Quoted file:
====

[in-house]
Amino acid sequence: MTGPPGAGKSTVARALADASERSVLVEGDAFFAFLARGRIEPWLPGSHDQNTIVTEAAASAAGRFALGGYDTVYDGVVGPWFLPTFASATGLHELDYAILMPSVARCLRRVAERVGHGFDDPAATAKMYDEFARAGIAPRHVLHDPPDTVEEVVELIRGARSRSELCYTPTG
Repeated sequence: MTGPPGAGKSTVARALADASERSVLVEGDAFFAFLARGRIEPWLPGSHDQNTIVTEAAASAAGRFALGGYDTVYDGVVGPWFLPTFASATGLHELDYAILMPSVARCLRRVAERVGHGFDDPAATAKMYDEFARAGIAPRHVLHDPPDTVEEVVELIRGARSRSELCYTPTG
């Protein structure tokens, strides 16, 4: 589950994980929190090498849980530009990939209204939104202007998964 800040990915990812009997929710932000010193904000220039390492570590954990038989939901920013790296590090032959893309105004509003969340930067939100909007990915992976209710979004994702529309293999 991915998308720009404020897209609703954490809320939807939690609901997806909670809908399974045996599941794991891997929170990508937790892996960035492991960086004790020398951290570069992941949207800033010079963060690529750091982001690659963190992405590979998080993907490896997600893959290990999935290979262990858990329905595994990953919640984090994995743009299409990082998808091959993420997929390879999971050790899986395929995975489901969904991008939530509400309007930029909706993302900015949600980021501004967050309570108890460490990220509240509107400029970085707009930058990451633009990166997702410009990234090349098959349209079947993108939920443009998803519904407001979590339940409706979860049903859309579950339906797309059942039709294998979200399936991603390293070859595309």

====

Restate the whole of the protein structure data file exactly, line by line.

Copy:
[in-house]
Amino acid sequence: MTGPPGAGKSTVARALADASERSVLVEGDAFFAFLARGRIEPWLPGSHDQNTIVTEAAASAAGRFALGGYDTVYDGVVGPWFLPTFASATGLHELDYAILMPSVARCLRRVAERVGHGFDDPAATAKMYDEFARAGIAPRHVLHDPPDTVEEVVELIRGARSRSELCYTPTG
Repeated sequence: MTGPPGAGKSTVARALADASERSVLVEGDAFFAFLARGRIEPWLPGSHDQNTIVTEAAASAAGRFALGGYDTVYDGVVGPWFLPTFASATGLHELDYAILMPSVARCLRRVAERVGHGFDDPAATAKMYDEFARAGIAPRHVLHDPPDTVEEVVELIRGARSRSELCYTPTG
């Protein structure tokens, strides 16, 4: 589950994980929190090498849980530009990939209204939104202007998964 800040990915990812009997929710932000010193904000220039390492570590954990038989939901920013790296590090032959893309105004509003969340930067939100909007990915992976209710979004994702529309293999 991915998308720009404020897209609703954490809320939807939690609901997806909670809908399974045996599941794991891997929170990508937790892996960035492991960086004790020398951290570069992941949207800033010079963060690529750091982001690659963190992405590979998080993907490896997600893959290990999935290979262990858990329905595994990953919640984090994995743009299409990082998808091959993420997929390879999971050790899986395929995975489901969904991008939530509400309007930029909706993302900015949600980021501004967050309570108890460490990220509240509107400029970085707009930058990451633009990166997702410009990234090349098959349209079947993108939920443009998803519904407001979590339940409706979860049903859309579950339906797309059942039709294998979200399936991603390293070859595309």